Later, on the direction of the Prime Minister, the government-funded DPPT with an estimated expenditure of Tk 944.09 crore was approved at the ECNEC meeting on June 4 in 2010. Later, the cost of the project was fixed at Tk 1,125.59 crore through DPP amendment. The project was scheduled to start in June 2010 and end in December 2013. As it was not possible, the time was extended till December 2014 in the first phase. Later, it was extended for another year till December 2015. After failing to do so, the time was later extended to four and a half years till June 2020. As that too is not possible, time was taken till June in 2021. Due to the failure, the last time has been extended to June in 2022. Despite a two-point increase and a five-point increase in time, 82 percent of the project has been completed so far, Water Resources Ministry sources said.
Additional Secretary of the Ministry of Water Resources (Development) Mizanur Rahman said, “The project is in the final stages. There is some work left in the mouth of Buriganga. The project will be completed in June this year. However, due to the large amount of silt coming from upstream through the river Jamuna, the source of Dhaleshwari river is filling up. The first 20 km of the project, New Dhaleshwari and Pungli are filled up with silt. Therefore sediment should be removed by regular dredging at the source.”
He also said that, if the construction work of sediment basin is completed, it will be possible to bring a lot of silt-free water to Buriganga.
Sources said, about 99 percent of the industries along the river do not have liquid waste treatment plants. The rivers Buriganga, Turag, Shitalakshya and Balu are constantly polluted by 175 drains of waste (source mouths) around Dhaka. Of these drains, Dhaka WASA has 47. With which the capital household waste is being dumped in the river. Through these sources, about 80 percent of industrial waste is falling into the river. Besides, rivers around Dhaka are being polluted by 30 percent solid waste and 10 percent boat waste including brick kilns, polythene, dockyard and burnt mobiles. About 50,000 metric tons of toxic liquid and solid waste is being dumped in the rivers around Dhaka every day.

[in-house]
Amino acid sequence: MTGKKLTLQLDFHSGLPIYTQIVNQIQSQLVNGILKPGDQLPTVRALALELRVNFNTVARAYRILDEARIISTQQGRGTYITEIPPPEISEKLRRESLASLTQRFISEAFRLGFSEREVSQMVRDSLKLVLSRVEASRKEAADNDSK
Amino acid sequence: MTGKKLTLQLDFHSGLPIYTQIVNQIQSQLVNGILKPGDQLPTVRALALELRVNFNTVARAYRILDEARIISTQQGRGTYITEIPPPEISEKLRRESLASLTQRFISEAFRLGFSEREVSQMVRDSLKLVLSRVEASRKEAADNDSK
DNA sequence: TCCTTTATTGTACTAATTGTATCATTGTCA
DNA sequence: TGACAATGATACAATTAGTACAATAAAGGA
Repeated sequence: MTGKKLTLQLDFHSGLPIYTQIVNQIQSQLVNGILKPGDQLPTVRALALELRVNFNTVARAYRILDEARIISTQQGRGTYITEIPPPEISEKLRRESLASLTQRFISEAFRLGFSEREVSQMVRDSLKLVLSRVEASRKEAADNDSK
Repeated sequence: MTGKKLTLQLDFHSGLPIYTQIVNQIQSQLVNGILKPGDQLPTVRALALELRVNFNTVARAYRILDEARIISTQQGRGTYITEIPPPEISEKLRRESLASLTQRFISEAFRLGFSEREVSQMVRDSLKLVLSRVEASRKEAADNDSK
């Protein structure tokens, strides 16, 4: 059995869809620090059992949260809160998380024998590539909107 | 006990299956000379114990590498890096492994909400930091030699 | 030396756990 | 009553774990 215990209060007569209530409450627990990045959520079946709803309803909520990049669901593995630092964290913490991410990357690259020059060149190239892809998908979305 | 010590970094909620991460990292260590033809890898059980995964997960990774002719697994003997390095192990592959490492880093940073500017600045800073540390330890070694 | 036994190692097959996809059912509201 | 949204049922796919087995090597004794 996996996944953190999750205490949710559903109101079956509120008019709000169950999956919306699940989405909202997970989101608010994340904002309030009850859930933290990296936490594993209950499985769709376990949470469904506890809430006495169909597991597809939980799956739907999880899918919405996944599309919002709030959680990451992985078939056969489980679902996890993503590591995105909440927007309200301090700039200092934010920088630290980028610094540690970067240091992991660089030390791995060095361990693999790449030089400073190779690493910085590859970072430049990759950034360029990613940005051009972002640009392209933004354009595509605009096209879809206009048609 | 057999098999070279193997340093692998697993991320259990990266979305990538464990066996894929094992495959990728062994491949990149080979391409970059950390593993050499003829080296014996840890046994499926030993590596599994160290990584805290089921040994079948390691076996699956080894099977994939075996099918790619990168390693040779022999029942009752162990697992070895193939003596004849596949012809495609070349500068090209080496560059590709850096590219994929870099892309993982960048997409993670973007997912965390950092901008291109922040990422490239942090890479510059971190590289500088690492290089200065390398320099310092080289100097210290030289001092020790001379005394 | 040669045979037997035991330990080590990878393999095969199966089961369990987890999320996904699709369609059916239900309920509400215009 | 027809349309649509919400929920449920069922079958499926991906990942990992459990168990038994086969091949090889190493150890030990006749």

According to the Ministry of Shipping, there are about two and a half lakh factories in the capital and its surrounding areas. About 99 percent of these industries do not have water treatment plants for liquid waste. The Buriganga water test report states the existence of six types of unrefined chemicals, including chromium, nitrate, lead and high levels of mercury. Buriganga contains about 47 milligrams of chromium per liter of water. However, it has been mentioned that people can die, if they drink chromium level of 50 mg in water. Evidence of daily dumping of industrial waste, hazardous chemicals, tannery waste, sewerage and household waste, dockyard iron rust, cement-sand mixed water, burnt oil-Mobil into rivers around Dhaka has been found.
Gulzar Ali, joint director of BIWTA’s Dhaka river port said that, “The main cause of water pollution in the Buriganga river is industrial waste. Most of the factories on the banks of the river do not have water treatment plants for liquid waste. So the liquid waste from different factories is falling directly into the river. The Department of Environment is responsible for overseeing the matter.”
Mohammad Masood Hasan Patwari, Director (Monitoring and Enforcement) of the Department of Environment said, “Regular mobile court’s raids were conducted in all factories along the Buriganga and other rivers in Dhaka. Various factories have been fined crores of Taka for disconnecting electricity and gas lines for river water pollution. However, when the operation goes on, the factories keep the ETB running. At the end of the operation, they closed it again and dumped the liquid waste directly into the river.”